When Total Access Urgent Care backed out of its plan to come to Maplewood at a former car lot, Maplewood Mayor Barry Greenberg explained his view of the decision, and described a conversation he had with the company’s president, Dr. Matthew Bruckel.
Bruckel, though, wasn’t asked for his view — why his company decided not to come to Maplewood after all. He wasn’t happy about that.
He saw the article as negative to his company, and gave his phone number in a comment on the article so he could give his side. He did that in a phone call on Friday.
From Dr. Matthew Bruckel:
We want to be a positive force for change in America and do a great job, and we certainly are not perfect but we also don’t want an article to be published, which on first reading, gave a perception of negativity, and I’m sure that ’s not what you intended.
Our effort and and our initiative to come to Maplewood were true and genuine, and it really came down to the basics of a, I believe, a bureaucratic decision that was not based in reality.
So the city of Maplewood has a sign ordinance that — I’m a doctor, so I’m no expert at sign bureaucracy — but my understanding of their sign ordinance is that if you’re on the corner that you’re allowed to have signage on the main street and the side street.
So our building location, the lot we were going to buy, had two streets, had Manchester and a side street, which I can’t remember now. And the little side street was opposite the direction of the main street that we really wanted to advertise on, which is Big Bend and Manchester.
So 90 percent of our patients are coming from Big Bend and Manchester, and the city of Maplewood has an ordinance that prohibits you from having signage on Big Bend, and it doesn’t make sense to me.
So why would a city say to us, we are prohibited from advertising on the street that most of our patients are coming from?
The goal was to have a building that has good signage. And we want a business that has signage that faces toward the streets that has the volume of patients that are coming to us….
They said we could have signage on two sides, but the only two sides can have signs on are the main street, Manchester, and the side street, which faces nobody. Nobody is going to see it.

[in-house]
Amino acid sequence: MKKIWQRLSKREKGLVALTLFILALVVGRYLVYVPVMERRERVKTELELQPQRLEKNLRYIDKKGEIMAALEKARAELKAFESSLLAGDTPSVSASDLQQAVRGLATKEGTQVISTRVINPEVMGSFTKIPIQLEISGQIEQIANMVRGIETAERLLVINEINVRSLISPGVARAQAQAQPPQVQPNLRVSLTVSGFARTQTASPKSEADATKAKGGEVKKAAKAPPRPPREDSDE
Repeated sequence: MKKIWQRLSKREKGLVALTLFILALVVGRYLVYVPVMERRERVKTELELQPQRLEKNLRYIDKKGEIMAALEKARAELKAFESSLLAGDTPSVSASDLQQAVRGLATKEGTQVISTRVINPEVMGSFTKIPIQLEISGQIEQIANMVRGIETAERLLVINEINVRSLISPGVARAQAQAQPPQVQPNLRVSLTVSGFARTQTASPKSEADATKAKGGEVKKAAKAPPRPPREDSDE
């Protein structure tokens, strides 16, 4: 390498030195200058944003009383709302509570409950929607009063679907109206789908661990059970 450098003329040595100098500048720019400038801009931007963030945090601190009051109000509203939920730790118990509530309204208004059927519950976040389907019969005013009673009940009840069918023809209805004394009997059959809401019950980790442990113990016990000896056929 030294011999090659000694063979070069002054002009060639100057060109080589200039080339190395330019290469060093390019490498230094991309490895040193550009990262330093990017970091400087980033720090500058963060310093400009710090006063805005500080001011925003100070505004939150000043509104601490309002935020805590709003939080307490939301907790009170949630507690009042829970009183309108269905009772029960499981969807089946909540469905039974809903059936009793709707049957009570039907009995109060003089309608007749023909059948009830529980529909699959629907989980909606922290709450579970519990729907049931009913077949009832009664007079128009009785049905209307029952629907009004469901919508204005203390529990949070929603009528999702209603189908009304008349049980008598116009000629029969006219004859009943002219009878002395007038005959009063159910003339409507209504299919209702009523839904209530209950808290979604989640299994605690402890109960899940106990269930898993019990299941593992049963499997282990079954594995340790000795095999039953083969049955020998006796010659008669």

So we said, OK, let’s come up with a compromise. We said we will rotate the building 45 degrees, where the point of the building will point Manchester, and then we’ll have signage basically on two sides of Manchester, basically facing southeast and southwest. And they said no it’s not allowed. And we said we’d like signage on the building side that faces Big Bend, they said no that’s not allowed.
So literally we would have a building that has no signage on Big Bend, and meanwhile CVS, whose on the corner, has eight signs. And we are just asking for two signs. That’s it.
So I don’t think it’s about Bruckel ‘wanting his toys or leave.’ It’s about Bruckel wanting reasonable signage…. If I’m going to put two and half million into a project that is either going to generate enough patients to break even or not, it shouldn’t be the question of do we have enough signage to make it profitable…
I run a business that’s very forward thinking, I don’t run a city. And I don’t pretend that I have the knowledge how cities operate. And I get the fact that they have to have one rule for all players, but the fact that we decided that the city sign ordinance was not going to be successful for us doesn’t mean that we should get a black eye in the community.
We’re just trying to run a business. We’re trying to have a business that’s successful, and if we have a business that has good signage and it’s successful, great, and if we have a business that is prohibited from having appropriate signage, and is unsuccessful, I don’t want to be in a position where I blame the city because they’re not going to take fault. It’s my fault.